Harriers on Okinawa returning to air after crash grounded jets
October 5, 2016
CAMP FOSTER, Okinawa — The Marine Corps will resume AV-8B Harrier flights from Okinawa, two weeks after one of the jets inexplicably crashed off the island prefecture’s eastern seaboard.
An initial review of the crash and safety inspections determined the aircraft pose no threat to the local population, Lt. Gen. Lawrence Nicholson, III Marine Expeditionary Force commander, announced Wednesday. He declined to provide further details on the cause of the Sept. 22 crash because it is still under investigation.
The Harrier flights will resume Friday.
“Preliminary reports from ongoing investigations do not identify the incident’s cause as systemic in the aircraft, aircrew or maintenance,” Nicholson said. “A thorough review of command culture, aircrew, maintenance, and material readiness have determined that VMA-542 (Marine Attack Squadron 542) is ready and prepared to resume flight operations.”
Nicholson added that Harrier jets have continued to operate safely around the globe since the mishap, and that he would make the same decision at any other Marine base that hosts the aircraft.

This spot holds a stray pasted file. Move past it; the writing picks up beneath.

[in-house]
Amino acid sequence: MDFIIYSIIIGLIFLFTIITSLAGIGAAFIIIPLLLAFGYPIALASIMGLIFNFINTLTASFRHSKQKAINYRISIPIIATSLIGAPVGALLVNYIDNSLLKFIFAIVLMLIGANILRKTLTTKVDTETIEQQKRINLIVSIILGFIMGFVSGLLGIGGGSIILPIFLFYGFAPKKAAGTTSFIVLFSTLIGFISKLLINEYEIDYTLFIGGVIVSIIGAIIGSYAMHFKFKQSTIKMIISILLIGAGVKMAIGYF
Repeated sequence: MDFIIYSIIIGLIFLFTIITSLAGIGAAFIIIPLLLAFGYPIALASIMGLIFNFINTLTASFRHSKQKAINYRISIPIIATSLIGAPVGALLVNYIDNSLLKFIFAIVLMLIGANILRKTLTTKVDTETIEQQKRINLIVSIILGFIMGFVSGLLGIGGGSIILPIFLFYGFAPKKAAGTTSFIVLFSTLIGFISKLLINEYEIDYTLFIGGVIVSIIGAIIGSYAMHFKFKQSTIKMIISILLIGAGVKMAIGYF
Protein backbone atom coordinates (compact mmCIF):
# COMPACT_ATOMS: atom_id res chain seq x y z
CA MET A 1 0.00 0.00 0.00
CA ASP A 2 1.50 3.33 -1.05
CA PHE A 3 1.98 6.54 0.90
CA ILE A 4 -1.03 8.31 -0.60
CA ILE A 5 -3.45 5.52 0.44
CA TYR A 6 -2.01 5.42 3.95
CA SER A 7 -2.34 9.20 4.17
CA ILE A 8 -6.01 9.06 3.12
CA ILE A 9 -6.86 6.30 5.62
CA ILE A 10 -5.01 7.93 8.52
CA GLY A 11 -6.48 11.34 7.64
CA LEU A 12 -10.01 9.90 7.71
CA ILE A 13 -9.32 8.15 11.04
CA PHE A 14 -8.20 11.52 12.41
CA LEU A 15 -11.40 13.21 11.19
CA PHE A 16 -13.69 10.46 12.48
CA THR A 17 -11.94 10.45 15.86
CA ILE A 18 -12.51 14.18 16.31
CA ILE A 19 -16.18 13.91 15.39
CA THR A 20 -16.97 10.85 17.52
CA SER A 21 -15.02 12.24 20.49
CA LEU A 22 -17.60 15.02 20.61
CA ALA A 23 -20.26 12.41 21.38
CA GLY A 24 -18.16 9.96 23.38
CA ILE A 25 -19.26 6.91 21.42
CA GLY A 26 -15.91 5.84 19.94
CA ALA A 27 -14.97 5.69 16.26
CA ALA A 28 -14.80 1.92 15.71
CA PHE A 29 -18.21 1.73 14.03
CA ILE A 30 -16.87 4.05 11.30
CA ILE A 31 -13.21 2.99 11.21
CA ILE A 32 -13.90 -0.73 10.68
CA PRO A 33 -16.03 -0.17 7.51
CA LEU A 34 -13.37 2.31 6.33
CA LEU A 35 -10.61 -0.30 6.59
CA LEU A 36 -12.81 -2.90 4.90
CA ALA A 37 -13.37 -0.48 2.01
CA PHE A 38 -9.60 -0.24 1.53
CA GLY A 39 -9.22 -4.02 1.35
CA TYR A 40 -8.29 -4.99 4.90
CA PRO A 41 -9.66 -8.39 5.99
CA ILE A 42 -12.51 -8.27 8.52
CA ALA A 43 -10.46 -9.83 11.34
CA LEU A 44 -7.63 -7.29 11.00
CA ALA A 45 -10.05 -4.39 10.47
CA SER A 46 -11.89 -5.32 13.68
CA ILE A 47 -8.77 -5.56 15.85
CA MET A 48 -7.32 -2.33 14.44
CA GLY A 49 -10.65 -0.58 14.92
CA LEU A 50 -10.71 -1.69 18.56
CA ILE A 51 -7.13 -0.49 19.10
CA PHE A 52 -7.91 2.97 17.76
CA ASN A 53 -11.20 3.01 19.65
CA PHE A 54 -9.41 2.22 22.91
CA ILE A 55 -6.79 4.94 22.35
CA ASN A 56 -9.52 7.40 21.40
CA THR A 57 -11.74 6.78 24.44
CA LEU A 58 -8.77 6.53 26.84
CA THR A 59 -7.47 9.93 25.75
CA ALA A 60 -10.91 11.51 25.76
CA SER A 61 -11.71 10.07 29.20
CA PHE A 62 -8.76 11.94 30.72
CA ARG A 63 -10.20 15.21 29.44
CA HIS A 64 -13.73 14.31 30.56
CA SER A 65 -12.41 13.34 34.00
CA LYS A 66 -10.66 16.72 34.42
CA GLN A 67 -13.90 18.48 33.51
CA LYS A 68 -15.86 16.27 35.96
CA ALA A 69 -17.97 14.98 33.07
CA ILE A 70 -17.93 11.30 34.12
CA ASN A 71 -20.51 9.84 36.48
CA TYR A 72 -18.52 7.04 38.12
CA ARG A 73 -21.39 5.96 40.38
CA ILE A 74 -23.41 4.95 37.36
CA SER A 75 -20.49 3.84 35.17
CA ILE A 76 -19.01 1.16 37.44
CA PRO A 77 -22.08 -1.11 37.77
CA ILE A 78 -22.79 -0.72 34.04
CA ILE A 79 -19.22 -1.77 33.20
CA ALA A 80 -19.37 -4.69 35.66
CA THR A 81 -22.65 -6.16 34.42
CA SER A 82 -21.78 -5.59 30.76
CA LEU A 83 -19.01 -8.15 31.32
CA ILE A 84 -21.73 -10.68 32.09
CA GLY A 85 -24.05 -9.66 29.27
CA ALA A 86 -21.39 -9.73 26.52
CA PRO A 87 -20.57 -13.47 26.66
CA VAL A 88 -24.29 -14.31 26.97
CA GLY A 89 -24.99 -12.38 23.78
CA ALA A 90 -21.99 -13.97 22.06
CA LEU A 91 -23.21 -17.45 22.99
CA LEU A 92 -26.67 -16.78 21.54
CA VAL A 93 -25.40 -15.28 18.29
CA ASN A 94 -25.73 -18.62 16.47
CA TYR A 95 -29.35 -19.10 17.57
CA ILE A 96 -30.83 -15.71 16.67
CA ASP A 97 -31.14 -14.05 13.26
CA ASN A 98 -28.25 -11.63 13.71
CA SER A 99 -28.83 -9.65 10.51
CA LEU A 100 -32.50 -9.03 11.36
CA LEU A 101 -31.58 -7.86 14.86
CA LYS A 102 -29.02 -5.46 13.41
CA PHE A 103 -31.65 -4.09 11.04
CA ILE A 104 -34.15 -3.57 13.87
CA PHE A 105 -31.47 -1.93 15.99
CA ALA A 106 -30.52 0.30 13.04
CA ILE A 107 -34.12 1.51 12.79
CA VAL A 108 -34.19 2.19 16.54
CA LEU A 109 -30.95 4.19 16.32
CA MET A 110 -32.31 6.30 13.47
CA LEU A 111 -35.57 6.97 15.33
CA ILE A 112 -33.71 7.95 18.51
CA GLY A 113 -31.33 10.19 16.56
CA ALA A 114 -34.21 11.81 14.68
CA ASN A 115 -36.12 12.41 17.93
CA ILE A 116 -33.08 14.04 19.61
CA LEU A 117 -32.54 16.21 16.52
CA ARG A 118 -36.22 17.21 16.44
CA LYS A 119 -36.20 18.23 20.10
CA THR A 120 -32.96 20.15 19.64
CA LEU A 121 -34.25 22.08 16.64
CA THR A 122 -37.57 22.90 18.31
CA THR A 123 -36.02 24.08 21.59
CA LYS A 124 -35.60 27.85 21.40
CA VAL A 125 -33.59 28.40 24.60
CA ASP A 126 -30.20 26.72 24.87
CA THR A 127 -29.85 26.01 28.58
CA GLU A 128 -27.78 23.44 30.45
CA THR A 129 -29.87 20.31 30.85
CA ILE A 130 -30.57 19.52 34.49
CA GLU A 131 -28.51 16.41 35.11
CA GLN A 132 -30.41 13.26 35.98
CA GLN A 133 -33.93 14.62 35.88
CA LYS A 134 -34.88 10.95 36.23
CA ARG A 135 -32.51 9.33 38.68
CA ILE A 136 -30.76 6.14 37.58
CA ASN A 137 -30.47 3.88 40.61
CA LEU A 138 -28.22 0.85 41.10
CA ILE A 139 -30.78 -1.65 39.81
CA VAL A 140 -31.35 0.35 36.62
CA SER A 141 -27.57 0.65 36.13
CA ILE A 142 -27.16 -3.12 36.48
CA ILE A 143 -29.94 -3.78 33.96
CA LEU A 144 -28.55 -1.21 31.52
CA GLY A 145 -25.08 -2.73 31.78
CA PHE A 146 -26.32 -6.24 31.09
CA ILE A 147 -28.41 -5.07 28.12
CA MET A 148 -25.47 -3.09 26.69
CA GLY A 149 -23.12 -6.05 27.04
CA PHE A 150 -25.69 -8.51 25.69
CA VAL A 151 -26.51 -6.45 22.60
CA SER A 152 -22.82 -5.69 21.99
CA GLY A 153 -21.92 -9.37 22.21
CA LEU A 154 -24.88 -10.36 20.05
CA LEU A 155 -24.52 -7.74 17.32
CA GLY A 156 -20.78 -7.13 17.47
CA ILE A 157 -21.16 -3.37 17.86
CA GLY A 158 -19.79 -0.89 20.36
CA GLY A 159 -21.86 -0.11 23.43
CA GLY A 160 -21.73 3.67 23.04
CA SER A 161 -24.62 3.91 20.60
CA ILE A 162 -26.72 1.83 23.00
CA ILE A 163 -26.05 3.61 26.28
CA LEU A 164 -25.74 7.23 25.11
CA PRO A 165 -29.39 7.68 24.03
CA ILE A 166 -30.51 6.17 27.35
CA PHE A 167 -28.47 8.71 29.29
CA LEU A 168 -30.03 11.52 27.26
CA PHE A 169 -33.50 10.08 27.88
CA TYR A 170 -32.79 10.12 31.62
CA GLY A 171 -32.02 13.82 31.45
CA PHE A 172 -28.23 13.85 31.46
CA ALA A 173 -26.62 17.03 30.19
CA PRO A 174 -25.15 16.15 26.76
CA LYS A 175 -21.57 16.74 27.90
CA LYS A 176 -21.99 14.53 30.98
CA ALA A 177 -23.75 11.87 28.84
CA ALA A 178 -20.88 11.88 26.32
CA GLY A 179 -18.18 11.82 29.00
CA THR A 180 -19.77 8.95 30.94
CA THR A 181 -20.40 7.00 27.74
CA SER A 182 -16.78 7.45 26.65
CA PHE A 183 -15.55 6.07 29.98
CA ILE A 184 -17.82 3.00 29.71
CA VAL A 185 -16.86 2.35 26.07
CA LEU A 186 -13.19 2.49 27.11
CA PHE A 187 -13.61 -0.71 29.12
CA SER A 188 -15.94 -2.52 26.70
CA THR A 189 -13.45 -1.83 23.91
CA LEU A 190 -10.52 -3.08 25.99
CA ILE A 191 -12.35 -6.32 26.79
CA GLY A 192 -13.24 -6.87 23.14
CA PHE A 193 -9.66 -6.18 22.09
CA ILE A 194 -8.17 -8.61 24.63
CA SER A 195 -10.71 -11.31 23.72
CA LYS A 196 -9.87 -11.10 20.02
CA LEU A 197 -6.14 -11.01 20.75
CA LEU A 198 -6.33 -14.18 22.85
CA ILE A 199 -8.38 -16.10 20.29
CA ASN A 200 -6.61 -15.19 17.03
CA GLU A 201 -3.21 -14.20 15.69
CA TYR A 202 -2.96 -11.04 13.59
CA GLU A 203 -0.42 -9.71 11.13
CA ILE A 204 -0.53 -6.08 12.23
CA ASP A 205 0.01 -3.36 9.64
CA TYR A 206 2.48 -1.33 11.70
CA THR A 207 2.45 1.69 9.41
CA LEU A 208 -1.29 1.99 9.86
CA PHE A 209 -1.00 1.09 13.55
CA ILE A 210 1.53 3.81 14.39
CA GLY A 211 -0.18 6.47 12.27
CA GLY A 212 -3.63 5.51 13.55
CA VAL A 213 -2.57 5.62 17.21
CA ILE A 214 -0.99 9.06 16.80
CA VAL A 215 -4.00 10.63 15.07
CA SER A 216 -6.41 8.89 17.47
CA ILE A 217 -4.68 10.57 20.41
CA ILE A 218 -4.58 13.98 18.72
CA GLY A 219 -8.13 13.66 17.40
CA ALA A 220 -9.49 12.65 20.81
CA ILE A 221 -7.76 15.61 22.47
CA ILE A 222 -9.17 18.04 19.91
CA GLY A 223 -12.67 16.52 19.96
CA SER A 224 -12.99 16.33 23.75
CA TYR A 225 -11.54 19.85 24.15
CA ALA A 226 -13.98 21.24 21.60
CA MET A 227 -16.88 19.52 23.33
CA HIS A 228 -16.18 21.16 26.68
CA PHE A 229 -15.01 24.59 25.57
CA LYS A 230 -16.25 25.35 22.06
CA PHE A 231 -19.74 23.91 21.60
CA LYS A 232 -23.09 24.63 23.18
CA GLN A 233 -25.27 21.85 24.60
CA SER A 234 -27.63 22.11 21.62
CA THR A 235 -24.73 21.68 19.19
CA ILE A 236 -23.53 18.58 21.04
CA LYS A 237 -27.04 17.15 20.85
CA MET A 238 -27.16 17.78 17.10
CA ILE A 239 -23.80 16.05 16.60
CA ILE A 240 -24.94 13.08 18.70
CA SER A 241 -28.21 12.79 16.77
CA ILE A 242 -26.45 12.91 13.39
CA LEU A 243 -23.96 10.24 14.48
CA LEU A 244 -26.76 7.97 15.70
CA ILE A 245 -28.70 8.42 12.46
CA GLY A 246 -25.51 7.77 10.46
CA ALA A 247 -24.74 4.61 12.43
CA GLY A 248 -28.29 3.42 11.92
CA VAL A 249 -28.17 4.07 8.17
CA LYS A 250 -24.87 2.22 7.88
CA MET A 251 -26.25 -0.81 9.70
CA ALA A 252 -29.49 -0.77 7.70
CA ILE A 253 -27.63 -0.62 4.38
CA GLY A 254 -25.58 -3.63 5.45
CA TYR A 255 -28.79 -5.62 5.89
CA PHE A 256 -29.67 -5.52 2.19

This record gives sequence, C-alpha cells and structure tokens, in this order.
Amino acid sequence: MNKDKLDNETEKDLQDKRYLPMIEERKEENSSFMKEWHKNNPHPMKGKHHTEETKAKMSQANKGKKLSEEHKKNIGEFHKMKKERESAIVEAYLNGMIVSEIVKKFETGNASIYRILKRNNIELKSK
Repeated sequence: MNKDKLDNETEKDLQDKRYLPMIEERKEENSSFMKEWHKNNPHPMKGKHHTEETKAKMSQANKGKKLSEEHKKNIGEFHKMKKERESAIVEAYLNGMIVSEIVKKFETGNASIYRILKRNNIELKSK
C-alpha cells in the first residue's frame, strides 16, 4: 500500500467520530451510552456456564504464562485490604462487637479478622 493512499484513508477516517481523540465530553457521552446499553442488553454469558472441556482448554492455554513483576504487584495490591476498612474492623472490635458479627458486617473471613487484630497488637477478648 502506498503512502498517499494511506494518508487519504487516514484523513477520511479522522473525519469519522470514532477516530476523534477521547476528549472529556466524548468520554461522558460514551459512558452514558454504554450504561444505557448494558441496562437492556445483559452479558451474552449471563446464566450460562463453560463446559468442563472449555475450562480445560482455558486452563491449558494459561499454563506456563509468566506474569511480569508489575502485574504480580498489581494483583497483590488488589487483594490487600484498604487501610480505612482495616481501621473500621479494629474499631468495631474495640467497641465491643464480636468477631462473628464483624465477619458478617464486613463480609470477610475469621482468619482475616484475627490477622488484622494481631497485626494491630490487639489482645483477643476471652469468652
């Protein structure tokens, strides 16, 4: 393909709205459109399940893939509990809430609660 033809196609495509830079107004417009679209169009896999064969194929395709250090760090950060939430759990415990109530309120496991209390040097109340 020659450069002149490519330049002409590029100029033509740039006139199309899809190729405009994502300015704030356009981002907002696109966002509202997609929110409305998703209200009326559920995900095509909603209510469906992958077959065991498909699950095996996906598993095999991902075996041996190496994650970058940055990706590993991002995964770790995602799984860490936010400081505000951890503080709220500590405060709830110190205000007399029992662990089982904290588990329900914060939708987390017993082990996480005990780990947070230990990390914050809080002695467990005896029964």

Nicholson said the Marine Corps is confident it knows the issue that led to the crash; however, it cannot release the findings until the investigation is finished.
Crash reports can takes months to upward of a year to complete, Marine spokesman Lt. Joseph Butterfield said. The decision has not yet been made on whether to attempt to salvage the crashed aircraft, which lies in the sea, approximately 115 nautical miles east of Okinawa.
The Harrier, assigned to the 31st Marine Expeditionary Unit, had left Kadena Air Base on air combat maneuver training. The pilot experienced trouble and ejected safely prior to impact and was rescued by the Air Force’s 33rd Rescue Squadron, aided by the Japan Coast Guard.
The pilot suffered only minor injuries and has returned to his unit, Nicholson said.
“The safety of our community is a priority, and we will continue to conduct pre-flight inspections, pilot inspections, and post-flight inspections every time we fly,” he said. “While we cannot discuss the details of ongoing investigations, we are confident and in concurrence with our senior leadership in Hawaii and Washington, that we are able to safely return to normal flight operations.”